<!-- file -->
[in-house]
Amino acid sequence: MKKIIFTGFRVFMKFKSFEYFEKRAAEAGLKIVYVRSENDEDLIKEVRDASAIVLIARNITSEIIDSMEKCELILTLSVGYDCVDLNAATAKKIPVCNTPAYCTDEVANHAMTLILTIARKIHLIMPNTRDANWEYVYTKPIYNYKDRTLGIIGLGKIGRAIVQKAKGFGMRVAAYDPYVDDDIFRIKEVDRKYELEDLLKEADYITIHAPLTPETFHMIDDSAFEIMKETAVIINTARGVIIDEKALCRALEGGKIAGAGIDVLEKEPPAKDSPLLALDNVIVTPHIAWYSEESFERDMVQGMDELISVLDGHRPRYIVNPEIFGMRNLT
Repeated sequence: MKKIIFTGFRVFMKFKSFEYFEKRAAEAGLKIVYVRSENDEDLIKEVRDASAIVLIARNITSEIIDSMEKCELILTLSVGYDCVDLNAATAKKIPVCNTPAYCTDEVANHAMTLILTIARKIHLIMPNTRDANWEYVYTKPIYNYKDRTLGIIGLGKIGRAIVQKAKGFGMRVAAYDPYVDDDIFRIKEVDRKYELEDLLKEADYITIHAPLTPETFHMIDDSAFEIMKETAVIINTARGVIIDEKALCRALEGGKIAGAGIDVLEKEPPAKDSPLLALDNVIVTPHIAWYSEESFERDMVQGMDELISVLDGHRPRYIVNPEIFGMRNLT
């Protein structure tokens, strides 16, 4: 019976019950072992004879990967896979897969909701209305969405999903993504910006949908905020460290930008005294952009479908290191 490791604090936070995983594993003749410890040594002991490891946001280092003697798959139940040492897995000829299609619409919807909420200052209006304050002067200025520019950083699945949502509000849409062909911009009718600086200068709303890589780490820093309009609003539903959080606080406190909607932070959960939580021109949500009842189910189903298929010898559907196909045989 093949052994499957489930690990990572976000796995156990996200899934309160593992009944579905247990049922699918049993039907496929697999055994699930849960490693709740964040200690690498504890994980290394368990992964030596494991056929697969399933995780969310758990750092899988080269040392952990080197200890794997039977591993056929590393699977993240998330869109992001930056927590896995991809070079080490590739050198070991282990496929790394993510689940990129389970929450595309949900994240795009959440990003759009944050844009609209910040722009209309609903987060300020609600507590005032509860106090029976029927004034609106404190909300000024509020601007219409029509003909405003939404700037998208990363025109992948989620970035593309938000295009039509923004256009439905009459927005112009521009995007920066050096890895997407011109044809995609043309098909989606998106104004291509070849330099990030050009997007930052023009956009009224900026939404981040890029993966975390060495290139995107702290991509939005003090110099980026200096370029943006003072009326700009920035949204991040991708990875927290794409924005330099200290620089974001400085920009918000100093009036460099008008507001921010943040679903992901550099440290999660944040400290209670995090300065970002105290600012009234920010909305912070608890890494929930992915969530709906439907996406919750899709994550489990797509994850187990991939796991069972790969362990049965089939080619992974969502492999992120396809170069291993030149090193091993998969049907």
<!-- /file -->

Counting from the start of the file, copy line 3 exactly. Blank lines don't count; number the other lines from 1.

Repeated sequence: MKKIIFTGFRVFMKFKSFEYFEKRAAEAGLKIVYVRSENDEDLIKEVRDASAIVLIARNITSEIIDSMEKCELILTLSVGYDCVDLNAATAKKIPVCNTPAYCTDEVANHAMTLILTIARKIHLIMPNTRDANWEYVYTKPIYNYKDRTLGIIGLGKIGRAIVQKAKGFGMRVAAYDPYVDDDIFRIKEVDRKYELEDLLKEADYITIHAPLTPETFHMIDDSAFEIMKETAVIINTARGVIIDEKALCRALEGGKIAGAGIDVLEKEPPAKDSPLLALDNVIVTPHIAWYSEESFERDMVQGMDELISVLDGHRPRYIVNPEIFGMRNLT